Ask Why Eight

My personal experience with sexual abuse and learning how to turn these unfortunate events into a positive message for other victims.

Ask Why Eight

Todd Mozzer knew something was broken inside. He was 8 years old and struggling to keep up with his third-grade schoolwork while his twin sister was breezing along.

Triumph Over Tragedy

Sensing developmental issues, his parents held him back in school that year and took him to a hospital to be tested.

"I tried to tell myself that I was just a stupid little boy who couldn't comprehend things as quickly as the kids sitting around me," Todd said.

But that wasn't true. Todd's problem was that he feared for his life because of threats from a middle-aged man who was a relative of a neighborhood family.

Todd knew the family and had grown to trust the man. That man preyed on Todd and took him down to the basement of the house where Todd was sexually abused. I assumed that was what every 8-year-old boy had to endure," Todd said. "Do you know when I realized it wasn't normal? When he said, 'If you ever tell anyone about this, I'll kill you.' I thought I was going to die if I said anything."

Point Of Awakening

The pattern of sexual abuse traumatized Todd. He endured silently as the joys of childhood were crushed by the weight of his fears. He couldn't concentrate in school. He couldn't sleep peacefully.

"I used to creep into the hallway and fall asleep from pure exhaustion by the light of the television my dad was watching," Todd recalled. "For so many years, my dad picked me up from the floor every night and put me to bed. I couldn't go to bed because I didn't feel as though I was going to wake up."

For nearly 40 years, Todd remained silent. But he has reached a point of awakening in his life after he lost three important women, including his mother who died of cancer. "I never wished she was gone but part of me is at ease because she doesn't have to deal with this," he said. "It would've killed her before cancer did."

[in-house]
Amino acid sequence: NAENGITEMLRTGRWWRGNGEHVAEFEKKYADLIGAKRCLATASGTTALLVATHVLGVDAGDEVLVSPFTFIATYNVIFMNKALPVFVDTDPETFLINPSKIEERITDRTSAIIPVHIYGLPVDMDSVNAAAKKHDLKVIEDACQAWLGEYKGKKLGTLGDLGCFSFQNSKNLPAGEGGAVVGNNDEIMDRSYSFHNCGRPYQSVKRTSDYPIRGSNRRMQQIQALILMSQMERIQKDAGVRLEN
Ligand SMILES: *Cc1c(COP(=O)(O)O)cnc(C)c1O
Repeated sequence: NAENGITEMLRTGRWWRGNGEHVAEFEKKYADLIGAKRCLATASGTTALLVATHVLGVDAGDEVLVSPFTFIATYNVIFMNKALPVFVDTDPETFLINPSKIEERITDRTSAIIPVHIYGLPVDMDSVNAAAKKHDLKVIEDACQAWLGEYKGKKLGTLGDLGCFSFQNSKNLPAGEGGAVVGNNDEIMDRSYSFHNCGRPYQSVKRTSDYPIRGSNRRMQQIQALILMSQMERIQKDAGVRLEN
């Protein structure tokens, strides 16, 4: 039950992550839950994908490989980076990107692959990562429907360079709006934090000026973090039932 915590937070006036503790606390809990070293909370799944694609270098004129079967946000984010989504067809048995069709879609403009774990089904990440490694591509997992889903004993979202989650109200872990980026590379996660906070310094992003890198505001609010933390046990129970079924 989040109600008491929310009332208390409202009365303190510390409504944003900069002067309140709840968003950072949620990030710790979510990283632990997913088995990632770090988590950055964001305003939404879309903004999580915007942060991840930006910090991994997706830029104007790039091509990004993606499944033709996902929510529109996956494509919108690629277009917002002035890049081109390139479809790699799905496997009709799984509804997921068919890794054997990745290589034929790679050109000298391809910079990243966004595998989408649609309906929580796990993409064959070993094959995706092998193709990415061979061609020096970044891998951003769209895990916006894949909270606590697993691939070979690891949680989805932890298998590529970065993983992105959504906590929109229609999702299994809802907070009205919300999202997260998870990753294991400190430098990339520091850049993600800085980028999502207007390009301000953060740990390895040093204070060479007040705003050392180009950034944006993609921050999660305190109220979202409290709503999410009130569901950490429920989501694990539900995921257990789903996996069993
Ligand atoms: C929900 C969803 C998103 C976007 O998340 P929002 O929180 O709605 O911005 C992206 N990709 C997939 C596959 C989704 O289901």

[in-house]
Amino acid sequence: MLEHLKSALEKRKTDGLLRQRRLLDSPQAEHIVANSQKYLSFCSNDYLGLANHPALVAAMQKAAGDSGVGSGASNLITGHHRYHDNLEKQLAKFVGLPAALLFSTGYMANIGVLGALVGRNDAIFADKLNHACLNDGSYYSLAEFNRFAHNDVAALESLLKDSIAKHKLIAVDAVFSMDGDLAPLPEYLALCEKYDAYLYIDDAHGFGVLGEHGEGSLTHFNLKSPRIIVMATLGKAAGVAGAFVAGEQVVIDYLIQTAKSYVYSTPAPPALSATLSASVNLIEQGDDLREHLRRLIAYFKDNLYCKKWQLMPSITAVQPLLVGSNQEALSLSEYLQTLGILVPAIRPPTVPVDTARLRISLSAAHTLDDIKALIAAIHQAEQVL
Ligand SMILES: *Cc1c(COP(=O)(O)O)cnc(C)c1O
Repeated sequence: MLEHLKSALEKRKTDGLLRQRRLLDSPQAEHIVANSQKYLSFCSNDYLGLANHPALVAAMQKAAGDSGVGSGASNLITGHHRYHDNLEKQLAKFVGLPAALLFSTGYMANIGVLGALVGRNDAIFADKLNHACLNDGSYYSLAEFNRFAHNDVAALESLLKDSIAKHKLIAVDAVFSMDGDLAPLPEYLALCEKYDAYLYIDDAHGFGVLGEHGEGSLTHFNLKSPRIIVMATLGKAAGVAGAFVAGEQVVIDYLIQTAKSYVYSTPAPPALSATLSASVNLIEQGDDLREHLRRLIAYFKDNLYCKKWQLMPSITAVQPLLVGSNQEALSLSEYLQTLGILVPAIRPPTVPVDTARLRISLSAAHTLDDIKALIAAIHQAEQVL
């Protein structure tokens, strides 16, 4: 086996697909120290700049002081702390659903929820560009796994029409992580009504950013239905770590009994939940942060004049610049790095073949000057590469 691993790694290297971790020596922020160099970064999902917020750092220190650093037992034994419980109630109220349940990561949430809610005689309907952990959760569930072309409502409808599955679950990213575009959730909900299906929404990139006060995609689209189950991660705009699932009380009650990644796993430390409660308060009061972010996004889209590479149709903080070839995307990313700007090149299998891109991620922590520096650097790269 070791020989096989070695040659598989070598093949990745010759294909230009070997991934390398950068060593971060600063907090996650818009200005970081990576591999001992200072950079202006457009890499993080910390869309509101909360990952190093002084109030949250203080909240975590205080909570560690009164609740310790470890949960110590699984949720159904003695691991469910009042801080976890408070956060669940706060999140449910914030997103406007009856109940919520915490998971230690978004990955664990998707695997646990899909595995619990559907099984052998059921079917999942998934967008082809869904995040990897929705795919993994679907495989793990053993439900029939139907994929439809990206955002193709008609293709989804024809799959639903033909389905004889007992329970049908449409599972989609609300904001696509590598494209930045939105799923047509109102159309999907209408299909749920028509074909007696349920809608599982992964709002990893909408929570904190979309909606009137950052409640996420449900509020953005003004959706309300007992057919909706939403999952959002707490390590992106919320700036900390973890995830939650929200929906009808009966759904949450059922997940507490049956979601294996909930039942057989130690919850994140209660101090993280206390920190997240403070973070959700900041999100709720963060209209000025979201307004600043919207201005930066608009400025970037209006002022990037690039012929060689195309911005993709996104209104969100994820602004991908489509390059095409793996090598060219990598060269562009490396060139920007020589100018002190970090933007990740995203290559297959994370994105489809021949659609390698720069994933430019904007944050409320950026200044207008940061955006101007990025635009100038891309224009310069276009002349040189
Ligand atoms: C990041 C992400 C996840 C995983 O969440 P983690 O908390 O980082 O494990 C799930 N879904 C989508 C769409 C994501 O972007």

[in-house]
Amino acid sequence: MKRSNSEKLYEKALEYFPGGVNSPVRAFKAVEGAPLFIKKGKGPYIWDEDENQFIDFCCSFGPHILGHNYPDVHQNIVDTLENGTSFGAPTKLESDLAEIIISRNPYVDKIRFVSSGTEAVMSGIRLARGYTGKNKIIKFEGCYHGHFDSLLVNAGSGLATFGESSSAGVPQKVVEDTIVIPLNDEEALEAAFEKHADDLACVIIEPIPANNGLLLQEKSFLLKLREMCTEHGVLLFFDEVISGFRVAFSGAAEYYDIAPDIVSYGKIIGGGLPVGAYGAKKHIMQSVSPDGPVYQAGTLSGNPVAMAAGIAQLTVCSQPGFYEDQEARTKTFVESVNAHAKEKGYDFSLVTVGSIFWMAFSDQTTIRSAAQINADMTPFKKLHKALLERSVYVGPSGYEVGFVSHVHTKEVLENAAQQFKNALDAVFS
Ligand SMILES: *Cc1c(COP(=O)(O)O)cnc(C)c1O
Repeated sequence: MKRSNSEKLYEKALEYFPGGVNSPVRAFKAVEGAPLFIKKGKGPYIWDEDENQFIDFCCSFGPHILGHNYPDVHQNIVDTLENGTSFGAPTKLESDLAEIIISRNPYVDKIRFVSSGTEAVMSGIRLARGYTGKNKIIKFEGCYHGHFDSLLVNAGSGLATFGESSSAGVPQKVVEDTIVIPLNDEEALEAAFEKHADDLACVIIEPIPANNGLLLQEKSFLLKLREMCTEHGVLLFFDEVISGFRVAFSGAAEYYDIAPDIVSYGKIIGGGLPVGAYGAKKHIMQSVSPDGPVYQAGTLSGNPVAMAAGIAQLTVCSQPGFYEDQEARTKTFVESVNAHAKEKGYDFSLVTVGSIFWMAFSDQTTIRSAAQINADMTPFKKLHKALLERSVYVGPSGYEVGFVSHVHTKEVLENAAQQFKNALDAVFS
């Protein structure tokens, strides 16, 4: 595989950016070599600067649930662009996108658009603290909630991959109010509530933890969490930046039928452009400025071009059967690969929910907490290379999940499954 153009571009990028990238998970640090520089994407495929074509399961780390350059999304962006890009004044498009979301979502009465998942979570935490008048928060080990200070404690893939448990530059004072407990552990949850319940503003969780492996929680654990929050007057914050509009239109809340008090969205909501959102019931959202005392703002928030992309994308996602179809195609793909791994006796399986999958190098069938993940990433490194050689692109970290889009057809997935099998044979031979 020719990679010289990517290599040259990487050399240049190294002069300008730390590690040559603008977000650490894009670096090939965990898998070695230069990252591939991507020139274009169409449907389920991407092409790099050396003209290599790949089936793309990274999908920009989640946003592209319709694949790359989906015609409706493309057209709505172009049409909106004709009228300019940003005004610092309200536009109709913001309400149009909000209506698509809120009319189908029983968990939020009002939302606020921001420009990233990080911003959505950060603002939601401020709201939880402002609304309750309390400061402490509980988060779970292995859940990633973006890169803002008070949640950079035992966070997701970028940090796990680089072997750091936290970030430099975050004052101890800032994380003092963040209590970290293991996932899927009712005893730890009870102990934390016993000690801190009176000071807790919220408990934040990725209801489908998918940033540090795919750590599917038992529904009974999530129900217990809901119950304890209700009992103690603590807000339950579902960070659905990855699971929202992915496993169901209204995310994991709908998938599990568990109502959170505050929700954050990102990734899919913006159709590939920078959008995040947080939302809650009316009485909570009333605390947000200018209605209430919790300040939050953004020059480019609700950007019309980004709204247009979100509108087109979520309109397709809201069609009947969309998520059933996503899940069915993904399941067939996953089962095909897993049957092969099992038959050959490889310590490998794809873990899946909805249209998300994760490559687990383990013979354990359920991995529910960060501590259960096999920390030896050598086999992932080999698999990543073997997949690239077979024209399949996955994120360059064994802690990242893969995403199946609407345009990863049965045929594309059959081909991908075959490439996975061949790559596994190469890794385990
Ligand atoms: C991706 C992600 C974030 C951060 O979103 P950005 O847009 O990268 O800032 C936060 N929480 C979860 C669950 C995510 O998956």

Now he is speaking out against such heinous crimes. He established "Ask Me Why 8" as a public acknowledgement of his abuse and a rallying cry to help all victims and prevent future abuse.

"I have felt ashamed since it happened, and I'm not going to feel ashamed anymore or embarrassed or feel that this guy ruined my life," Todd said. "I want to save children from going through the pain that I've gone through and I want to help adults from going through this heartache. I don't want people to hurt like I hurt."

He added, "We, as survivors, let abusers exist in our society without saying anything, and I'm not doing that anymore."

Helping Others Heal

Todd will use a Connecticut River Swim to raise funds for child-abuse prevention programs. People can sponsor Todd during the gut-wrenching swim in the Connecticut River that will take place on June 28th through the 30th, as Todd treks from Hartford to the Old Saybrook shore.

Helping others, Todd said, has always been his outlet from the pain. And despite his traumatic experiences, he is not interested in people pitying him.

"I don't need you to feel sorry for me," Todd said. "I need you to make a donation so I can help other people."

He receives emotional support from his friends, family and two sons, Trevor and Andrew, and he's no longer afraid to tell his story. When discussing his abuse, his emotions are raw and unvarnished, but he apologizes for none of it. His father, his sons, and total strangers have experienced the intensity of his honesty.

Todd now believes openness is the only way to repair himself emotionally.

"If you can't cry, you'll never heal," he said. "It's worth it . . . cuz I'm worth it." --JS